But generation after generation of high schoolers are left with the impression that Austen’s novels are what writing should be, and it’s poisoning them. Long descriptions, endless parlor scenes, pace that drags across empty weeks and months.

Maybe she should have just left blank pages with months written on them to show the passage of time. We hear that a popular modern author that the kids like to read finds that a workable proposition.

It’s not beautiful language and astonishingly complex human relationships, as Shakespeare is.

Wait, what? Did she read the same Austen novels we did? The syntax is gorgeous and the characterizations are complex and nuanced. The latter at least is not very apparent in Austen’s predecessors. Because novels were considered something that young people should not read, heroes and heroines tended to be annoyingly and boringly perfect. (Read the first chapter of Northanger Abbey to understand how the normal teenager Catherine Morland is so very unlike a typical heroine of her time.) Austen made it okay to have a flawed hero–or heroine!–in a novel. Part of the interest of Austen’s heroes and villains is that the villains appear, at first, to be heroes, if one is accustomed to the novels of her time period: they have excellent address, they are handsome, they are everything a hero should appear to be; and the heroes have personality defects, such as snobbish pride or shyness or a compulsion to make fun of everything that amuses him; but when push comes to shove, the real hero shows his true worth. And so it is in real life. That sort of thing is normal now, but that’s because the writers learned it from…Jane Austen.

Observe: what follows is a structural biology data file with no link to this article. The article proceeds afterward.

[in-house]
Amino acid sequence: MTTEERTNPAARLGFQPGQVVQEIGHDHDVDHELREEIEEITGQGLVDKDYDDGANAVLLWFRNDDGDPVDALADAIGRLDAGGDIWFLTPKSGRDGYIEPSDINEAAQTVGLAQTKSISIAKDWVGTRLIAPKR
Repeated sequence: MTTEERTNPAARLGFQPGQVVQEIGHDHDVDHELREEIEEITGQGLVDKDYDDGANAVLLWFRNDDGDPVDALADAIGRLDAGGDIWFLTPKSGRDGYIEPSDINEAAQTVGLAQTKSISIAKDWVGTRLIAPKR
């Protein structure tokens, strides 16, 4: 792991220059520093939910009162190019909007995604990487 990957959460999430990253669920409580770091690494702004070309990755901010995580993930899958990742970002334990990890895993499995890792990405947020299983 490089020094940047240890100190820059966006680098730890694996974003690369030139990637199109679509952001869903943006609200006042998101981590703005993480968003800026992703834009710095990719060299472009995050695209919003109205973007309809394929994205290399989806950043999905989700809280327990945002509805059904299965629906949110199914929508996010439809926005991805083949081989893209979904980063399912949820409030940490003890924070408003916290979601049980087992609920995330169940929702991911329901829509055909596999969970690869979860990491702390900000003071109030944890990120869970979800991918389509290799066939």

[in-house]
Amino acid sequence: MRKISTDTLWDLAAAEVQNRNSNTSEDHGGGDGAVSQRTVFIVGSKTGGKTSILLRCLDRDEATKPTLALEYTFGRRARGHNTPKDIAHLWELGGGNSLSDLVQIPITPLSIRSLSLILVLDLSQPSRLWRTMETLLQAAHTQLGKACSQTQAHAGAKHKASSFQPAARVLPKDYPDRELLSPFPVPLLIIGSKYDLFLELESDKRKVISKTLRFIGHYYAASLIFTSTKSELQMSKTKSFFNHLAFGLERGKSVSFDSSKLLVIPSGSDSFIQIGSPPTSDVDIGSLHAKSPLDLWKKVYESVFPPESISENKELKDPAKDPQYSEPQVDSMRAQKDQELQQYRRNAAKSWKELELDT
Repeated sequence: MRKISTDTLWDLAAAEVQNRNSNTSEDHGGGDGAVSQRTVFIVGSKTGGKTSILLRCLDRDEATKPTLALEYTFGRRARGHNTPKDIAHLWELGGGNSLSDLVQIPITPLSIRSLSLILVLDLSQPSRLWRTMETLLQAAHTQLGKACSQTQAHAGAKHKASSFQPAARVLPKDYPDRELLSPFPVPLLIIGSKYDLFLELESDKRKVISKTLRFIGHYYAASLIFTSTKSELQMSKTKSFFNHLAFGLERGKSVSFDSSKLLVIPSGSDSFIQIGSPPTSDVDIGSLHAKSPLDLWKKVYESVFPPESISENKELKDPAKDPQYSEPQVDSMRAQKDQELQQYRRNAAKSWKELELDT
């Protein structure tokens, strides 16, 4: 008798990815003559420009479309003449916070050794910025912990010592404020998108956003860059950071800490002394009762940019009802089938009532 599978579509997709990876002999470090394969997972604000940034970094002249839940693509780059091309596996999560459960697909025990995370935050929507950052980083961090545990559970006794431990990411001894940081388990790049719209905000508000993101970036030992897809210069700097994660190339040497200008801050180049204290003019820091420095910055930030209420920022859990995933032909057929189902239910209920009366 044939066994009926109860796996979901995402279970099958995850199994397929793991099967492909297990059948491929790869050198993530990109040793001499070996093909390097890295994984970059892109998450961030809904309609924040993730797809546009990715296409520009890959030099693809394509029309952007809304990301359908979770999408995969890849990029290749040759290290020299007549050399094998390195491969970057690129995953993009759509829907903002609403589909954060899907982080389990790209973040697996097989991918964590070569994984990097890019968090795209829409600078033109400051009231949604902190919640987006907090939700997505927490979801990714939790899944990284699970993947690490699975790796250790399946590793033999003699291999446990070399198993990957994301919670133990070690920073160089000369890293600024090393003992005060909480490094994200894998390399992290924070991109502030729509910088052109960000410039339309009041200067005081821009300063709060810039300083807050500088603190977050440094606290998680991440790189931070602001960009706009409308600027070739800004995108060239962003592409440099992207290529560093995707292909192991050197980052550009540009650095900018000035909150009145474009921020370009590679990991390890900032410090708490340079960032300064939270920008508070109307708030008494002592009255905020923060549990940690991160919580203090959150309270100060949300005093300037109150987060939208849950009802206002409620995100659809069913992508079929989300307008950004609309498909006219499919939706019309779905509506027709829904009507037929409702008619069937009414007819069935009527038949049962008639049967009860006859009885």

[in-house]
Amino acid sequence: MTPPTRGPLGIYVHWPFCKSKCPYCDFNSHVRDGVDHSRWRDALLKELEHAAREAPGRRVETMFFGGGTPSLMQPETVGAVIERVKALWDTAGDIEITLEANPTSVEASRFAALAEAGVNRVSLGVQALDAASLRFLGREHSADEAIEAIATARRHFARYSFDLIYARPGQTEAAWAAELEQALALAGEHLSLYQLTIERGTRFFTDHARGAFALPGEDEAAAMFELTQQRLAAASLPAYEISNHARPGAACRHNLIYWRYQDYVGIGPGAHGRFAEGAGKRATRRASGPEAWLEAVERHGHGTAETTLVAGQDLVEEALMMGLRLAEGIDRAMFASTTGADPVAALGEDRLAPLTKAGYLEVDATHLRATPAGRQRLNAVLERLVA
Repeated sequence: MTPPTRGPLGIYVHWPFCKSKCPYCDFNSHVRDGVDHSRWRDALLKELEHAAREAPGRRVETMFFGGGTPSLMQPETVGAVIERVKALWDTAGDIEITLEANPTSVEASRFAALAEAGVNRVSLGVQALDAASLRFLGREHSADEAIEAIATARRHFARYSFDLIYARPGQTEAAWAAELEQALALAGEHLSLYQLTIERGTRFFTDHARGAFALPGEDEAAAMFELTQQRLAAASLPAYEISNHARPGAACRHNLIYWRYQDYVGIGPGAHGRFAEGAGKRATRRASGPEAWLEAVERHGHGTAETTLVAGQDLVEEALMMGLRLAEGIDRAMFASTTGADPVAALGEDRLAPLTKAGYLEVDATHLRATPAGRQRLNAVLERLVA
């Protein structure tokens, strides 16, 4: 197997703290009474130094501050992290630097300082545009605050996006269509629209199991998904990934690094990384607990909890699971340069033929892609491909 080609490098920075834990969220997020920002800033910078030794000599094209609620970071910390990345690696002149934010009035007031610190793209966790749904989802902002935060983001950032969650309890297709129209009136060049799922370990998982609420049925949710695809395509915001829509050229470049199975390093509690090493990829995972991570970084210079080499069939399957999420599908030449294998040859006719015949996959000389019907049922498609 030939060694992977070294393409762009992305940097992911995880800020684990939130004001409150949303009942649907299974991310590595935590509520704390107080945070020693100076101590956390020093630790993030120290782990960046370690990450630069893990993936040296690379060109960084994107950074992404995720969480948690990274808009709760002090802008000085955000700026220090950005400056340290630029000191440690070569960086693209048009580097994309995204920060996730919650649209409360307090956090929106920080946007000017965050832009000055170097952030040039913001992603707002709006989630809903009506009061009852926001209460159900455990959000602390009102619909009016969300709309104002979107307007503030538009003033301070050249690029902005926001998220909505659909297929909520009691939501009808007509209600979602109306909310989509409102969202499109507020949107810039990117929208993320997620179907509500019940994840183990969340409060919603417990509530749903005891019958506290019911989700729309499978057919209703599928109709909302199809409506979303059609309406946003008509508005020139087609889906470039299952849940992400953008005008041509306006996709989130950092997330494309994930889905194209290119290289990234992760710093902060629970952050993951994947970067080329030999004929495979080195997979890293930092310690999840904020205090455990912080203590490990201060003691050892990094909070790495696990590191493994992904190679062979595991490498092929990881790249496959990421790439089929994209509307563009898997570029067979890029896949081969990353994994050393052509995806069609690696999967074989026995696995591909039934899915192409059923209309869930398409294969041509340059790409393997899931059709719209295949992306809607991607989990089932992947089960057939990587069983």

It’s ploddingly dysfunctional and does not help young writers learn their craft or young anybody learn how to communicate.

The dysfunctionality is kind of the point. In Jane Austen’s time, people could not communicate because of social restrictions. It isn’t until the happy couple becomes engaged at the end that they can communicate freely. In Austen’s society, an unbetrothed couple simply can’t communicate. There was no Dr. Phil or Oprah or Savage Love to get them in touch with their feelings. They had to suffer in silence and hope that something happened to push things along. However, people did meet and marry and learn to talk, otherwise the race would not have propagated. Plots can be built around such things, just as they can be built around modern conventions such as serial killers and police procedurals and supernatural creatures who walk among us. 😉

We find it ironic that anyone who professes herself an author can discount Jane Austen’s work so cavalierly. We’re not saying they will necessarily be everyone’s cup of tea, but Austen’s novels are an important part of the development of Western literature, and without her books, you might not be writing at all–or writing very differently.

We would love it if those who teach English literature at both the high-school and university level would weigh in on this topic. Why do you teach Jane Austen, and what do you expect your students to take away from it?

*Unfortunately in our class we skipped over the 18th century and half of the 19th entirely. Yes, we did not study Jane Austen. Yet in our education we were forced to read Wuthering Heights TWICE. (We joke. Studying Wuthering Heights is very important to developing novelists. If the story is unpleasant, the language and technical details are crucial to the development of literature.)